Irish beef is likely to come under the spotlight at the UK’s beef summit, which has been set for Tuesday, July 1.

Calls are being made for increased promotion of the ‘Red Tractor’ symbol – to show the product is British – on British beef, while the National Farmers Union (NFU) has come under fire for not differentiating UK and Irish beef standards.

The UK is Ireland’s most important export market for Irish food and drink exports, with 42% of Irish food and drink exports going to the UK, with beef exports worth €1.1 billion last year.

UK Farming Minister George Eustice will host the summit on Tuesday, which will discuss the long-term sustainability of the beef industry in the UK.

A Defra spokesperson said: “Britain’s beef industry is hugely important for the farming sector. Our summit will bring together all sections of the beef industry to discuss its long term sustainability and how UK farmers, processors and supermarkets can work together better.”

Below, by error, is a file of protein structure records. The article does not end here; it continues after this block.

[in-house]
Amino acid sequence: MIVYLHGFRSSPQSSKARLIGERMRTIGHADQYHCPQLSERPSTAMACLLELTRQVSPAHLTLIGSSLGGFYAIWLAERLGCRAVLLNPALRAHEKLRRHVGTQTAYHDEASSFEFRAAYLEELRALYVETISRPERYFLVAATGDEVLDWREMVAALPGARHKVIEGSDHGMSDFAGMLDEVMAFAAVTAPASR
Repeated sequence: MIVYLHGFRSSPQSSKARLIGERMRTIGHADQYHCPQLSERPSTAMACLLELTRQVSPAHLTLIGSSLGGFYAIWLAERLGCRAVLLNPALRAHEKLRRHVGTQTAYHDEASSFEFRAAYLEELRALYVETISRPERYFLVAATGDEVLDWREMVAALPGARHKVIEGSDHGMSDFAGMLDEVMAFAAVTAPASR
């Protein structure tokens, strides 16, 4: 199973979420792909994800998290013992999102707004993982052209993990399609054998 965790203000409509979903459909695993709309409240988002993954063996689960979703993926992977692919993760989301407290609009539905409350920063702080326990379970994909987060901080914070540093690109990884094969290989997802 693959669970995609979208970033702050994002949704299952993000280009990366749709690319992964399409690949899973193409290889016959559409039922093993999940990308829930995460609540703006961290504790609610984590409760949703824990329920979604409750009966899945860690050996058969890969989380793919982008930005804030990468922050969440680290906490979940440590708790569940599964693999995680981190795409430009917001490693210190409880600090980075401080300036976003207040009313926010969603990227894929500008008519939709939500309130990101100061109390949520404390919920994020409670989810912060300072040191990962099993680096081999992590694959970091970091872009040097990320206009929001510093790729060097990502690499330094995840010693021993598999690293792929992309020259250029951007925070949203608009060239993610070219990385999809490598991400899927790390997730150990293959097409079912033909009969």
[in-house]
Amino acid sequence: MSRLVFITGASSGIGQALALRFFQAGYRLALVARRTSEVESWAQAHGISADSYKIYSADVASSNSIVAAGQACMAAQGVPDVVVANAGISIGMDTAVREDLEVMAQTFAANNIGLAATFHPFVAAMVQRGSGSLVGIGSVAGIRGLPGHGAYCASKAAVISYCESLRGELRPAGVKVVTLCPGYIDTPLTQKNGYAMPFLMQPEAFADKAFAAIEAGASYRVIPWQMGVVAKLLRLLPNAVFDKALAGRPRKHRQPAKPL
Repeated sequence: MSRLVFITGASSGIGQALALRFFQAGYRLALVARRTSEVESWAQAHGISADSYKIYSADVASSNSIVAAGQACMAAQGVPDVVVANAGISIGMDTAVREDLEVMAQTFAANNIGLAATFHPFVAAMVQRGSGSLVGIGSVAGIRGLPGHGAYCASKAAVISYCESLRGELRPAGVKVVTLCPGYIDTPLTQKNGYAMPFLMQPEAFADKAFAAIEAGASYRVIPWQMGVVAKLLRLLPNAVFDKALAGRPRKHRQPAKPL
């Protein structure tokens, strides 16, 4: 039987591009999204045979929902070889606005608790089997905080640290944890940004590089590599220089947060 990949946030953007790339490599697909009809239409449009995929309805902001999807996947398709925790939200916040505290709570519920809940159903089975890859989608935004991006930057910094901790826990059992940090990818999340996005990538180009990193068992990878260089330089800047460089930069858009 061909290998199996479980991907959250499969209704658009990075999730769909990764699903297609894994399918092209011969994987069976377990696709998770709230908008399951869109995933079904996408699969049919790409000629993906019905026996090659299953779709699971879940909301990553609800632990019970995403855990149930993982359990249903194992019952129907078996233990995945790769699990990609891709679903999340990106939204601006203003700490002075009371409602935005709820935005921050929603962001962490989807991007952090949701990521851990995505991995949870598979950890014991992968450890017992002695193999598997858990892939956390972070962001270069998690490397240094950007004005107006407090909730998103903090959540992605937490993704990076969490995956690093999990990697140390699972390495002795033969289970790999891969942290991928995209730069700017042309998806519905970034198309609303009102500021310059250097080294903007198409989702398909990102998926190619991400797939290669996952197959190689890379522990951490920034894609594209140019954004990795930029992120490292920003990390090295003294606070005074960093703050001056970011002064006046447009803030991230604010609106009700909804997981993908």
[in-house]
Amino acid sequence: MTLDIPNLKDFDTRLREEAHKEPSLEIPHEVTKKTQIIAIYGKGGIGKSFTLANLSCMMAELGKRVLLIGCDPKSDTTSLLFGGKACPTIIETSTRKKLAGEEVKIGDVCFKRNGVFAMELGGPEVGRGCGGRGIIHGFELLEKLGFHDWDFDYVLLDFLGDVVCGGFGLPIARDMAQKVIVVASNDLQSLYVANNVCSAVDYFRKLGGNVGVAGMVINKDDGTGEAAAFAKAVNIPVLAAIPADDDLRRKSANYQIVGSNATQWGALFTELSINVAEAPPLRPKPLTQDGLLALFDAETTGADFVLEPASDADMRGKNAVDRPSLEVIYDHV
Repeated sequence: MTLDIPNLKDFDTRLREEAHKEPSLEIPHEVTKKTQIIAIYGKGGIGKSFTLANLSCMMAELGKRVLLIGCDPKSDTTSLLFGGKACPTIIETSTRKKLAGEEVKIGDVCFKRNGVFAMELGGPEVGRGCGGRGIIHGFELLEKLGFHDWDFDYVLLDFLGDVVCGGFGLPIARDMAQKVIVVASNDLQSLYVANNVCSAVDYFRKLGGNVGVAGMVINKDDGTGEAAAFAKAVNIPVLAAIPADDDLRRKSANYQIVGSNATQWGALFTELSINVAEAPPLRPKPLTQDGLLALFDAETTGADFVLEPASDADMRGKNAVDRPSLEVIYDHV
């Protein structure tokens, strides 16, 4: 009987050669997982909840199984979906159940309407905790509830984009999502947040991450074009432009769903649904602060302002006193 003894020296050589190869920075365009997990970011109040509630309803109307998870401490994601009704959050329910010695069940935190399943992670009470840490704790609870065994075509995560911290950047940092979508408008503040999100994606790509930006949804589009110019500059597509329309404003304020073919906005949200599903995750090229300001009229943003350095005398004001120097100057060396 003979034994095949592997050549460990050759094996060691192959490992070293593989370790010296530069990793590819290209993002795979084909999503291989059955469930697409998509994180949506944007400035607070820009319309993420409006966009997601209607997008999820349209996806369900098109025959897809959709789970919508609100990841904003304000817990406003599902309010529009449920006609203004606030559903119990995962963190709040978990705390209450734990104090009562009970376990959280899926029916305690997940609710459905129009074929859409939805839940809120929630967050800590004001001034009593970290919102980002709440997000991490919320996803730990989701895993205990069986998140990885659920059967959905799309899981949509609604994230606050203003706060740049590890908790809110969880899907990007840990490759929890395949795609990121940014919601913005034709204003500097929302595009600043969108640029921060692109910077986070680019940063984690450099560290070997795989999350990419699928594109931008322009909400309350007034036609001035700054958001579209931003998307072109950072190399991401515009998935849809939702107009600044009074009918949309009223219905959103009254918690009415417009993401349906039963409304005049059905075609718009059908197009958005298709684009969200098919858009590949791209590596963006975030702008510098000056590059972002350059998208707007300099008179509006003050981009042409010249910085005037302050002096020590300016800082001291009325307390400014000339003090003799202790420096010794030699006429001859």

NFU President Meurig Raymond said with a reduced beef supply forecast as we reach the end of the year, and with fewer cattle coming forward, there needs to be a change of attitude and a realisation that beef farmers have no option but to work to a long term plan. “It’s impossible to work to do that when everyone else is thinking in the short term. It is a cliché that we have used before, but the beef supply is not a tap that can be turned on and off at a moment’s notice.”

The move comes just weeks after farming union leaders from the IFA, Ulster Farmers’ Union, NFU Scotland, NFU Cymru, and the National Farmers’ Union met at a Presidential Summit in London to discuss the current beef situation.